Of course, this is all more specific, and a problem that exists with replay in general. More replays of more plays/calls would lead to more dissension about whether the officials and replay team got the call right, but it should be used -- IMO -- to get more calls right than they do now.

 

Quote

One other item I heard, supposedly from Andy Reid.  Officials just do not call neutral zone encroachment (non movement) of 3 inches by  D linemen in a playoff game UNLESS, the player was already warned of it once.  (Apparently he was not). That was on the game deciding pick. So wild!  Hmmm...

 

I heard that also, but that's an unwritten courtesy. If you line up offsides, you're subject to be penalized. I don't understand offering any sympathy for an unforced procedural penalty.

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53 minutes ago, Superman said:

 

Fair and equitable is satisfied if both coaches have an opportunity to challenge the play. But it's not fair and equitable if you wait for my challenge to be reviewed, all the while your booth is looking at every angle of the play and trying to find a random holding call somewhere on the field. 

 

 

Ok, so you say, if your opponent throws a challenge flag, and you (or an asst coach) saw something as well, grab and hold your challenge flag and then throw it (only) right after your opponent throws his; just before they go to review.

 

53 minutes ago, Superman said:

 

Both coaches can throw a flag on the same play, and we'll review them at the same time and sort the play out. Seems like a rare situation that it would happen, even rarer that it would be legitimate.

 

And if both challenges fail, both coaches are penalized.

 

What if opponent challenge fails, but yours is upheld? Can you then decline the challenge and accept the original play results and retain your challenge for later?

 

See... so many items to discuss...   ;-)

 

53 minutes ago, Superman said:

 

The standard is the same outside of two minutes. The league office doesn't review every play that they think might have been missed, the coaches have to initiate a review. Inside of two minutes is the critical 'get it right' period where game-deciding calls should be free from reproach, to whatever extent is reasonable.

 

But never override on field call unless convincingly egregious is the competition committee mantra.  even if it is "more likely than not" somethiing happened, can't overrule unless evidence is "obvious" {convincing}.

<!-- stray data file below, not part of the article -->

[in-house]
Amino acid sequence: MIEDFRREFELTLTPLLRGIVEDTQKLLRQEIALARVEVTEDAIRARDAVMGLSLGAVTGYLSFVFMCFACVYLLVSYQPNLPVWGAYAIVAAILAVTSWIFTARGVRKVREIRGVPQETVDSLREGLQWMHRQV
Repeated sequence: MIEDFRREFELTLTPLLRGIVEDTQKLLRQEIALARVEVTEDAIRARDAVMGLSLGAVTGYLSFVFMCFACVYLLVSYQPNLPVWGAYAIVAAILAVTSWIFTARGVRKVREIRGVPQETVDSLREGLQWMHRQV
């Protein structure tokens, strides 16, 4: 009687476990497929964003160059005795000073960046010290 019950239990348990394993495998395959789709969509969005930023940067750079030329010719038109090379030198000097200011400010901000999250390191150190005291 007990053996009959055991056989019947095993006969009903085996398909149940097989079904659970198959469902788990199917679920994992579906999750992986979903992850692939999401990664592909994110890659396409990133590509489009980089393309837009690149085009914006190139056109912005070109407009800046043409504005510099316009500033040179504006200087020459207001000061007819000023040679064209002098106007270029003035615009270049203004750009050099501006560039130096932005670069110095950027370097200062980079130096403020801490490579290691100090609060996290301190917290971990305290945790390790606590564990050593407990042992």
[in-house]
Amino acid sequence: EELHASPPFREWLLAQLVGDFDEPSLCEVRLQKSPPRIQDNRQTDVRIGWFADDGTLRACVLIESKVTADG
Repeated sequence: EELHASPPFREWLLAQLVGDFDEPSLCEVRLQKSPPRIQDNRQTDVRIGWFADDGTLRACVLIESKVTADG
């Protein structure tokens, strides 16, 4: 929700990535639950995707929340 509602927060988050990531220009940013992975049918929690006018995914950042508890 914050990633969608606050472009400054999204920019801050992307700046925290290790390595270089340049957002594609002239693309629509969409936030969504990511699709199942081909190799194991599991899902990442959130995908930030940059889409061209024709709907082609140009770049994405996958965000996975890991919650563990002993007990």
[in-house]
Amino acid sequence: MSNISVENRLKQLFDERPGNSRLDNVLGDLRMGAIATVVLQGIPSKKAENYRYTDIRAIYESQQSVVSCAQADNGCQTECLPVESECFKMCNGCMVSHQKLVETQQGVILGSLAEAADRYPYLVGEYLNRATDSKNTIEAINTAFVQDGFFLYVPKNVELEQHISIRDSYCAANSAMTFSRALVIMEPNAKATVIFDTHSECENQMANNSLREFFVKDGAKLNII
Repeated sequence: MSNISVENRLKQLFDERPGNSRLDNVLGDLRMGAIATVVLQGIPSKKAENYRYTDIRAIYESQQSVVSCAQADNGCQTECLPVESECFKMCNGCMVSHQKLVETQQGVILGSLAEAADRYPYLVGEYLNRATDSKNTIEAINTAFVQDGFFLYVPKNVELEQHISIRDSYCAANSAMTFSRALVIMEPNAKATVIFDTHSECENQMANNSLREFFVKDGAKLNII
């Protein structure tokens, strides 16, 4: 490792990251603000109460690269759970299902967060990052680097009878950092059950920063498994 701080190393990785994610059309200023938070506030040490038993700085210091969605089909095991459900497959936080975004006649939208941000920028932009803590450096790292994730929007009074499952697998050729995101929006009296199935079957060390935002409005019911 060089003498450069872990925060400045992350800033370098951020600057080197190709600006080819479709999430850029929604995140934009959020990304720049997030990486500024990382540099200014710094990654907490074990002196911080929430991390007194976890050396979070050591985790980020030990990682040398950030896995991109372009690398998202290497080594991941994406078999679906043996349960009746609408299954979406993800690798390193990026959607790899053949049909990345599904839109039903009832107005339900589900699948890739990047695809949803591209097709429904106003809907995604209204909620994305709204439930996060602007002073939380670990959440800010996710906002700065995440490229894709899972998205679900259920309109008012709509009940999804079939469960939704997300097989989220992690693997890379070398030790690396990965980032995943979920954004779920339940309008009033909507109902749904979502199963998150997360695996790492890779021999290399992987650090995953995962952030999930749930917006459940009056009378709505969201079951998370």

53 minutes ago, Superman said:

 

Maybe this seems two-faced, but I'm okay with false start not being a reviewable penalty. We're looking at mostly a ticky-tack penalty -- especially if it's missed, which somehow false starts seem to never get missed -- vs game-changing plays.

 

 

 

I don't pick and choose between supposed ticky tack vs game changing.  Rules are rules.  And, that was game changing above...  Wasn't another official  fired earlier this year for missing a false start?  Oh yeah-

 

http://www.sportingnews.com/us/nfl/news/nfl-fires-official-browns-chargers-missed-false-start-call-video-watch-news/h2s444x7utz7149950nx60npv

 

 

53 minutes ago, Superman said:

 

 

I don't know why Polian used the word he used, but people in the media use the wrong words about recall all the time. I think the wording was likely chosen carefully, and the meaning of the wording they used speaks for itself. Either way, it leaves room for the judgment of the reviewer.

 

Specific to the Edelman play, I'm convinced and think there was clear evidence the ball didn't touch him. So I don't see it as anyone's lousy judgment, I see it as good use of replay. And you know I'm in now way sympathetic to Boston sports.

 

 

 

I wasn't, too many angles to extrapolate and devise correlation was needed IMO to possibly think that.  I needed more obvious resolution than that.  I did think that it was more likely than not he didn't touch it, but was by no means completely convinced.

 

53 minutes ago, Superman said:

 

I disagree. Just because your judgment differs from mine on a specific play doesn't mean either of us is wrong. I think there will be plays where there's no consensus, even among informed reviewers. The Edelman play is an example.

 

The by intent of competition committee, the ruling on the field stands.

 

53 minutes ago, Superman said:

The bolded is not the standard. The standard is 'clear and obvious evidence,' not 'did they botch this, or can we let this one stand?' It doesn't have to be an egregious miss to warrant being overturned, you just need clear and obvious evidence that the call on the field wasn't correct.

 

It was not clear and obvious.  I was not convinced he didn't touch it.  I felt there was a good chance that he didn't touch it.  But that is not the standard to overturn on on field ruling.

 

This reminds me of the was it a catch revisions.  NFL had to re-word the ruling that the majority guys/gals watching on TV would call it right.  Same thing here.

 

53 minutes ago, Superman said:

 

Of course, this is all more specific, and a problem that exists with replay in general. More replays of more plays/calls would lead to more dissension about whether the officials and replay team got the call right, but it should be used -- IMO -- to get more calls right than they do now.

 

And I'm for less ruling by technology and better training and get it right better by officials on  the field.  And adding less rules, even better.

 

53 minutes ago, Superman said:

 

I heard that also, but that's an unwritten courtesy. If you line up offsides, you're subject to be penalized. I don't understand offering any sympathy for an unforced procedural penalty.

 

Fine, but be consistent and enforce all rules in the same manner.  don't swallow your whistle on other plays. But we know they don't do that either.